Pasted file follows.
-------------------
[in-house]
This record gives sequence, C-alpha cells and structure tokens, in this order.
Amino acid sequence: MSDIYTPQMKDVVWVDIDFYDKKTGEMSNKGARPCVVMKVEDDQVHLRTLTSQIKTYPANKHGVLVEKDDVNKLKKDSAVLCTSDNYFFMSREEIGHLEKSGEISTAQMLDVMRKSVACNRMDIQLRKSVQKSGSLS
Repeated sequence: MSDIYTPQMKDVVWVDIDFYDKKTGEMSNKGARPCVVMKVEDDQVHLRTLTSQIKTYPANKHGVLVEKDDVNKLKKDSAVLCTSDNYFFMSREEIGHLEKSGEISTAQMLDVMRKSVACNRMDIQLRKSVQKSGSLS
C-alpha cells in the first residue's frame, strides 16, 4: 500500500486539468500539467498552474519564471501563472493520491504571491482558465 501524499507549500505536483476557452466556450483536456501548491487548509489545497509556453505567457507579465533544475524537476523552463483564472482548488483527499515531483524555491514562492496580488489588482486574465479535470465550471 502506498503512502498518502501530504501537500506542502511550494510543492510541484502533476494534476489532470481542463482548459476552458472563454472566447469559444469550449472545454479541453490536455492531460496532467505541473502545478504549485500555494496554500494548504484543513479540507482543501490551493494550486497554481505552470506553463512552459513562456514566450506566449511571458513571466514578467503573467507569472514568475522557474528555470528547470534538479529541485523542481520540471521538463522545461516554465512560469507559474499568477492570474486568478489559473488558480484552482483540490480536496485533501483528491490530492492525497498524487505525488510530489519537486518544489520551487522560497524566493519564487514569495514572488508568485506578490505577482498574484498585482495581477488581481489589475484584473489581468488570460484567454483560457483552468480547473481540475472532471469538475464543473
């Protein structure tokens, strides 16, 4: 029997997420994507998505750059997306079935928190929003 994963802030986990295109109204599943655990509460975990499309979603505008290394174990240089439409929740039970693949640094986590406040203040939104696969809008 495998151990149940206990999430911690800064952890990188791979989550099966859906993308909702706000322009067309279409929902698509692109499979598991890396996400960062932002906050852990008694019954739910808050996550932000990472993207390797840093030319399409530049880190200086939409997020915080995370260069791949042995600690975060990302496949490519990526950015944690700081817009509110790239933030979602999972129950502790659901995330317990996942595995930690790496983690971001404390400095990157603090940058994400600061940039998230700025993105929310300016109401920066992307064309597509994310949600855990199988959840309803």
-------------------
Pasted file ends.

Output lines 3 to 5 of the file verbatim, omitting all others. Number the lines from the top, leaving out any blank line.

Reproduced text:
Amino acid sequence: MSDIYTPQMKDVVWVDIDFYDKKTGEMSNKGARPCVVMKVEDDQVHLRTLTSQIKTYPANKHGVLVEKDDVNKLKKDSAVLCTSDNYFFMSREEIGHLEKSGEISTAQMLDVMRKSVACNRMDIQLRKSVQKSGSLS
Repeated sequence: MSDIYTPQMKDVVWVDIDFYDKKTGEMSNKGARPCVVMKVEDDQVHLRTLTSQIKTYPANKHGVLVEKDDVNKLKKDSAVLCTSDNYFFMSREEIGHLEKSGEISTAQMLDVMRKSVACNRMDIQLRKSVQKSGSLS
C-alpha cells in the first residue's frame, strides 16, 4: 500500500486539468500539467498552474519564471501563472493520491504571491482558465 501524499507549500505536483476557452466556450483536456501548491487548509489545497509556453505567457507579465533544475524537476523552463483564472482548488483527499515531483524555491514562492496580488489588482486574465479535470465550471 502506498503512502498518502501530504501537500506542502511550494510543492510541484502533476494534476489532470481542463482548459476552458472563454472566447469559444469550449472545454479541453490536455492531460496532467505541473502545478504549485500555494496554500494548504484543513479540507482543501490551493494550486497554481505552470506553463512552459513562456514566450506566449511571458513571466514578467503573467507569472514568475522557474528555470528547470534538479529541485523542481520540471521538463522545461516554465512560469507559474499568477492570474486568478489559473488558480484552482483540490480536496485533501483528491490530492492525497498524487505525488510530489519537486518544489520551487522560497524566493519564487514569495514572488508568485506578490505577482498574484498585482495581477488581481489589475484584473489581468488570460484567454483560457483552468480547473481540475472532471469538475464543473